ZigBee is a communication standard that provides a short-range coast effective networking capability. It has bee developed with the emphasis on low-coast battery powered application such as building automation industrial and commercial control etc. Zigbee has been introduced by the IEEE and the zigbee alliance to provide a first general standard for these applications. The IEEE is the Institute of Electrical and Electronics Engineers. They are a non-profit organization dedicated to furthering technology involving electronics and electronic devices. The 802 group is the section of the IEEE involved in network operations and technologies, including mid-sized networks and local networks. Group 15 deals specifically with wireless networking technologies, and includes the now ubiquitous 802.15.1 working group, which is also known as Bluetooth.
The name "ZigBee" is derived from the erratic zigging patterns many bees make between flowers when collecting pollen. This is evocative of the invisible webs of connections existing in a fully wireless environment. The standard itself is regulated by a group known as the ZigBee Alliance, with over 150 members worldwide.
While Bluetooth focuses on connectivity between large packet user devices, such as laptops, phones, and major peripherals, ZigBee is designed to provide highly efficient connectivity between small packet devices. As a result of its simplified operations, which are one to two full orders of magnitude less complex than a comparable Bluetooth device, pricing for ZigBee devices is extremely competitive, with full nodes available for a fraction of the cost of a Bluetooth node.
ZigBee devices are actively limited to a through-rate of 250Kbps, compared to Bluetooth’s much larger pipeline of 1Mbps, operating on the 2.4 GHz ISM band, which is available throughout most of the world.
ZigBee has been developed to meet the growing demand for capable wireless networking between numerous low-power devices. In industry ZigBee is being used for next generation automated manufacturing, with small transmitters in every device on the floor, allowing for communication between devices to a central computer. This new level of communication permits finely-tuned remote monitoring and manipulation. In the consumer market ZigBee is being explored for everything from linking low-power household devices such as smoke alarms to a central housing control unit, to centralized light controls.
The specified maximum range of operation for ZigBee devices is 250 feet (76m), substantially further than that used by Bluetooth capable devices, although security concerns raised over “sniping” Bluetooth devices remotely, may prove to hold true for ZigBee devices as well.Due to its low power output, ZigBee devices can sustain themselves on a small battery for many months, or even years, making them ideal for install-and-forget purposes, such as most small household systems. Predictions of ZigBee installation for the future, most based on the explosive use of ZigBee in automated household tasks in China, look to a near future when upwards of sixty ZigBee devices may be found in an average American home, all communicating with one another freely and regulating common tasks seamlessly.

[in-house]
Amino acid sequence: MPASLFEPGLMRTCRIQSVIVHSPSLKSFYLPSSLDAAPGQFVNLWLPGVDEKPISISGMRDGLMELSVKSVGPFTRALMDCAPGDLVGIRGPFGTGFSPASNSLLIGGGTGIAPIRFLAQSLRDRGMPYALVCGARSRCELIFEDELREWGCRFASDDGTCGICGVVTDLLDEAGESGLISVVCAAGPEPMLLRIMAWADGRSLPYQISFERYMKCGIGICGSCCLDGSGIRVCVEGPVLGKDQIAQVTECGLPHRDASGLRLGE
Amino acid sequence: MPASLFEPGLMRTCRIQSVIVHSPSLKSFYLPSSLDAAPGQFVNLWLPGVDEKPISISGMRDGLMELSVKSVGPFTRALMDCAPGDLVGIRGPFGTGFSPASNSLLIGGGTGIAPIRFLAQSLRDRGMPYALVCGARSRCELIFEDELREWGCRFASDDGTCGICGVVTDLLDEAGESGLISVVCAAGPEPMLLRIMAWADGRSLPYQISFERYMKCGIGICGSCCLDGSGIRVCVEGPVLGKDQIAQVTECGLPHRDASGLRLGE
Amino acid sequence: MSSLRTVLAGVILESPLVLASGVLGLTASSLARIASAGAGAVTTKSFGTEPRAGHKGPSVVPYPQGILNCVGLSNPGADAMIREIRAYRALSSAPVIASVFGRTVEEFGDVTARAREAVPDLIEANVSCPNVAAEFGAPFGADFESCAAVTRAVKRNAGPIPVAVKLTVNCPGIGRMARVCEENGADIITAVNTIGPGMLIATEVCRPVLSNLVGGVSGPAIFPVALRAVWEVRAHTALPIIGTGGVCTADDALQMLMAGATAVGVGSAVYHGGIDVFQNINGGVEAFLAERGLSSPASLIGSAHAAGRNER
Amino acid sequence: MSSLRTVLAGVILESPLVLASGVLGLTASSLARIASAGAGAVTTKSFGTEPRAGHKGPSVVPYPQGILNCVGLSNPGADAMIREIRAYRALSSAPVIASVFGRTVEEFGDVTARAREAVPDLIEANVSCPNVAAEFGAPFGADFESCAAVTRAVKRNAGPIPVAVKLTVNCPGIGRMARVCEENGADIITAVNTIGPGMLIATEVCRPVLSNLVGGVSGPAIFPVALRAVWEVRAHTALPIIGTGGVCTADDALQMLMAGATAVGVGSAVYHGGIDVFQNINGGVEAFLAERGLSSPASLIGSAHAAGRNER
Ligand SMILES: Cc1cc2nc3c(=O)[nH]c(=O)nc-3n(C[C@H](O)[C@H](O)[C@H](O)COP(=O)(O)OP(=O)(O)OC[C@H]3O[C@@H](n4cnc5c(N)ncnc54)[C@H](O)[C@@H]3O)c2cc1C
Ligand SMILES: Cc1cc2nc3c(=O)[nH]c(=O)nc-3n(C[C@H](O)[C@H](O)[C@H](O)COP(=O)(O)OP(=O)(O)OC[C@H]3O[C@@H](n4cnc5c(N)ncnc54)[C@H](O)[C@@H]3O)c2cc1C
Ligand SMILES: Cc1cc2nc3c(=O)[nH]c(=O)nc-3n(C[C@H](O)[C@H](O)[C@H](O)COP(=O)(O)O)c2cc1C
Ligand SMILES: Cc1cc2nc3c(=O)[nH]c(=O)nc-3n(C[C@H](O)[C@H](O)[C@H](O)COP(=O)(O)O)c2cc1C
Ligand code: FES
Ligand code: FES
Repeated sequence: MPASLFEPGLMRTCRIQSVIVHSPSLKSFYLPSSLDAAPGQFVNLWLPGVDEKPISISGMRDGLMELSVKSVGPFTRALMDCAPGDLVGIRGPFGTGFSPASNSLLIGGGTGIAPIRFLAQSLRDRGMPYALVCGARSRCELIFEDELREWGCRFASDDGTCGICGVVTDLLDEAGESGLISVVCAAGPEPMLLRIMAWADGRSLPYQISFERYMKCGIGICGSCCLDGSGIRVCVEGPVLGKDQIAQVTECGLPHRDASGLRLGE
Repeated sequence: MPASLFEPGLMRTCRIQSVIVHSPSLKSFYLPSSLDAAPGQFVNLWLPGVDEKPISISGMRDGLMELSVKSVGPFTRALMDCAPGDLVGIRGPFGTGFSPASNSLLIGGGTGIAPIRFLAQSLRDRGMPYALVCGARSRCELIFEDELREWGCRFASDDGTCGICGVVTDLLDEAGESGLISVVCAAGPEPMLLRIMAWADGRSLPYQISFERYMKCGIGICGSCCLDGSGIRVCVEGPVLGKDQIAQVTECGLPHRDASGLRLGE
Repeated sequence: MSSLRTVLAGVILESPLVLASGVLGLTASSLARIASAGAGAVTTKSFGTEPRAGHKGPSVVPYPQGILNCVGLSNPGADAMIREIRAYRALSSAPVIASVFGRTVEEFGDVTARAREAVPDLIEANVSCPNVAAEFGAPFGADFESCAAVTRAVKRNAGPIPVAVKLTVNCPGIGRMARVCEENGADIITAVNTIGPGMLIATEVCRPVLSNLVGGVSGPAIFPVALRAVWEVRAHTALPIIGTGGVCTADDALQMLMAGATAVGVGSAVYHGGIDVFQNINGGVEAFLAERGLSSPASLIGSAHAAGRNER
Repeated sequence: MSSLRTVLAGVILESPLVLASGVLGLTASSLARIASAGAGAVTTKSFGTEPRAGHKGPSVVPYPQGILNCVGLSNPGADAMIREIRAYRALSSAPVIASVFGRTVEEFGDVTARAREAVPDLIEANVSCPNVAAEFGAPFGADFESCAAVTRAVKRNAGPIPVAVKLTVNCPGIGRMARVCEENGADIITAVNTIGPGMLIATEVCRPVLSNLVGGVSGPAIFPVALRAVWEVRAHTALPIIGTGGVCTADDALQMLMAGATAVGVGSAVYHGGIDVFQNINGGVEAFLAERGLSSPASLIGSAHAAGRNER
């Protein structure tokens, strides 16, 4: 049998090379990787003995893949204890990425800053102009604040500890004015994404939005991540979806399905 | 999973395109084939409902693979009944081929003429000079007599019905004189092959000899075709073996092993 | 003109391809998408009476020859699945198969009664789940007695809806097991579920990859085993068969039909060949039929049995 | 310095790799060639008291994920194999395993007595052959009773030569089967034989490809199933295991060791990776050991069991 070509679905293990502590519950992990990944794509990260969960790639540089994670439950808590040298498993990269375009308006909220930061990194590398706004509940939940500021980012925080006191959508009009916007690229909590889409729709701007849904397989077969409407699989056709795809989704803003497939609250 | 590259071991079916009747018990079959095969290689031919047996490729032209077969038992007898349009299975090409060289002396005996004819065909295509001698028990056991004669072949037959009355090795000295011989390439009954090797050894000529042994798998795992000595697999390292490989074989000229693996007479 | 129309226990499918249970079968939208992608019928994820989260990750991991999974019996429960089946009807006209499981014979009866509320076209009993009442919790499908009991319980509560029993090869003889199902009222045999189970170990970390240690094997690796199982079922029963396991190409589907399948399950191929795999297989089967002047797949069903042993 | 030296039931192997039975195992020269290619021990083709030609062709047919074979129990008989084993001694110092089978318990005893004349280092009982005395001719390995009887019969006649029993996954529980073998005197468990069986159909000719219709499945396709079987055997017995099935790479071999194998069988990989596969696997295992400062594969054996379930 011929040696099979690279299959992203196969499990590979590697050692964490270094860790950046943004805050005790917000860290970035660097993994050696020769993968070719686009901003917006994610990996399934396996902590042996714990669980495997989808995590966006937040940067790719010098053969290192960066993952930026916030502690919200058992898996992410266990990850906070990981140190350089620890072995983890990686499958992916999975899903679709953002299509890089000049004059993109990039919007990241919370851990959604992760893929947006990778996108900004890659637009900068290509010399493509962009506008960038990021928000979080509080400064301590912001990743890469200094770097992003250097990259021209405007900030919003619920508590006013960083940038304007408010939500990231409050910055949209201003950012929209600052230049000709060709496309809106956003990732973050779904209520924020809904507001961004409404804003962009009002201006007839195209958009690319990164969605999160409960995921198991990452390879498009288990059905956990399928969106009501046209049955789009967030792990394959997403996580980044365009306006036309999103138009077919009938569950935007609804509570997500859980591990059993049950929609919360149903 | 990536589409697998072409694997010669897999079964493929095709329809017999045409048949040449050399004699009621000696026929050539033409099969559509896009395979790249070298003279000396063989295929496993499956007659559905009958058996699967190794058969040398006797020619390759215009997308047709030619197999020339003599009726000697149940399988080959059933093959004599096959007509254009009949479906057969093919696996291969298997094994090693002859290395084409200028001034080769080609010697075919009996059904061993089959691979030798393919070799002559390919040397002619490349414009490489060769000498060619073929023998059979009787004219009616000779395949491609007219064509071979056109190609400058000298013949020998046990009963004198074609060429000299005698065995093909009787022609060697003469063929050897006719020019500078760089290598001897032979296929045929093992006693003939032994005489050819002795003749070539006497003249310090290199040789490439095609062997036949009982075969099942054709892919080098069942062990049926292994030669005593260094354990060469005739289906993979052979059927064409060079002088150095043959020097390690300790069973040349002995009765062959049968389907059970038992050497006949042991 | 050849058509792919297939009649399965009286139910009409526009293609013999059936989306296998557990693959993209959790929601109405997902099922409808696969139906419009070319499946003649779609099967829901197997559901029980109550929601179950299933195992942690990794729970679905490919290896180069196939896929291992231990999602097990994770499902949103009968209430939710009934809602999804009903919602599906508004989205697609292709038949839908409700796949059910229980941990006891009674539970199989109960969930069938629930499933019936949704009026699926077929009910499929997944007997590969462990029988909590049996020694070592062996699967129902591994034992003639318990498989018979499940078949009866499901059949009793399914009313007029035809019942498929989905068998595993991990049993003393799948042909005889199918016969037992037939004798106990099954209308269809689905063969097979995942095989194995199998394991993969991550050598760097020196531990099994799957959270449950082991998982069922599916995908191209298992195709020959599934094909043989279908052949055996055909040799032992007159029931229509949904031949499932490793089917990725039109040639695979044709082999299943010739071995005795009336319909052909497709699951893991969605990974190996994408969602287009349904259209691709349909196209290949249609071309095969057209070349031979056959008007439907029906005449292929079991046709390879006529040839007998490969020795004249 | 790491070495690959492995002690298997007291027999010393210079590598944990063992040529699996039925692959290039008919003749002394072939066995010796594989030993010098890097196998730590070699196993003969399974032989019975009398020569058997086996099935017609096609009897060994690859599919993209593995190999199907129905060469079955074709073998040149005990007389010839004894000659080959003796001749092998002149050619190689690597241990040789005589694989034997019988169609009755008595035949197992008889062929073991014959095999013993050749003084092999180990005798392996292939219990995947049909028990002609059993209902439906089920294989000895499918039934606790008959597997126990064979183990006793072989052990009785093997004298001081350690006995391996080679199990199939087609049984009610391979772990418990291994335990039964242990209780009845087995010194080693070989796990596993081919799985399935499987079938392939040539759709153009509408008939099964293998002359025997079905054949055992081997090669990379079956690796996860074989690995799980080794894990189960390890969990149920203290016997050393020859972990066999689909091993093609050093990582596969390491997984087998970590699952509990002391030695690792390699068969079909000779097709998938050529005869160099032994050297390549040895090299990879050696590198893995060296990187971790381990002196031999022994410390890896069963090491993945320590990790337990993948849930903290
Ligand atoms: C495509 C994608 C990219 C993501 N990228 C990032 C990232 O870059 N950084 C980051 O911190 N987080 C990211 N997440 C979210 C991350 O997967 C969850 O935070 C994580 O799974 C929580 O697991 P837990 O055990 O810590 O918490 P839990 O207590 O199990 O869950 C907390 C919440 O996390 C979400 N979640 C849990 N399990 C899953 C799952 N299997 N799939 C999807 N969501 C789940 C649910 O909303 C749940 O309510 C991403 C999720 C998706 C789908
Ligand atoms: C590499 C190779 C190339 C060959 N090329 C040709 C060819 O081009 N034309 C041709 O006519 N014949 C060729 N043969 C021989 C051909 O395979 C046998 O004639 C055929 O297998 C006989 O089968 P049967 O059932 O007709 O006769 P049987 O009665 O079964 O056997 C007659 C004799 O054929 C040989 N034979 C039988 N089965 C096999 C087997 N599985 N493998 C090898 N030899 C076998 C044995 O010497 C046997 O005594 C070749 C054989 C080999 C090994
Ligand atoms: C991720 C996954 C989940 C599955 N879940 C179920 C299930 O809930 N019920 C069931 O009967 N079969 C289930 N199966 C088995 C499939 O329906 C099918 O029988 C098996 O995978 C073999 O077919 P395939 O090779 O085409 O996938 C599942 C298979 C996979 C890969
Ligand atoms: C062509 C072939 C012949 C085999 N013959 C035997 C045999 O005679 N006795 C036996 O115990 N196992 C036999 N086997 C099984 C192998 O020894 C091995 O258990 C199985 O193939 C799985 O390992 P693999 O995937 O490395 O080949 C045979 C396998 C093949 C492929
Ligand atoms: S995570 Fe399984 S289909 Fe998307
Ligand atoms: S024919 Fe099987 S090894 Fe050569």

The Zigbee solution will be available soon. It will not hit the $10 price point until 2009. The 802.15.4 radio specification has a very poor link budget; 89dB. A Zigbee based solution is not scalable; it will not work reliably with only two end-points separated by the length of a house. It is complicated and requires a significant learning curve from the engineer and significant resources from the protocol controller. The customer must form three supplier relationships; the chip vendor, the software vendor, and the microcontroller vendor.
In addition to cost, reliability, and scalability, Zigbee purports to offer other advantages over proprietary solutions such as Interoperability, Vendor independence and Common platform.There are three separate frequency bands specified for Zigbee. If one manufacturer of heating controls chooses the 900 MHz band, and another chooses the 2.4 GHz band, the products will not operate together. Additionally, it is likely that IC vendors will add proprietary features to their 802.15.4 implementations in an effort to differentiate their product; if the OEM uses these proprietary features, the benefit of interoperability will be negated. In the end, the only way to guarantee interoperability using Zigbee is to design only 2.4GHz products using only Zigbee standard features.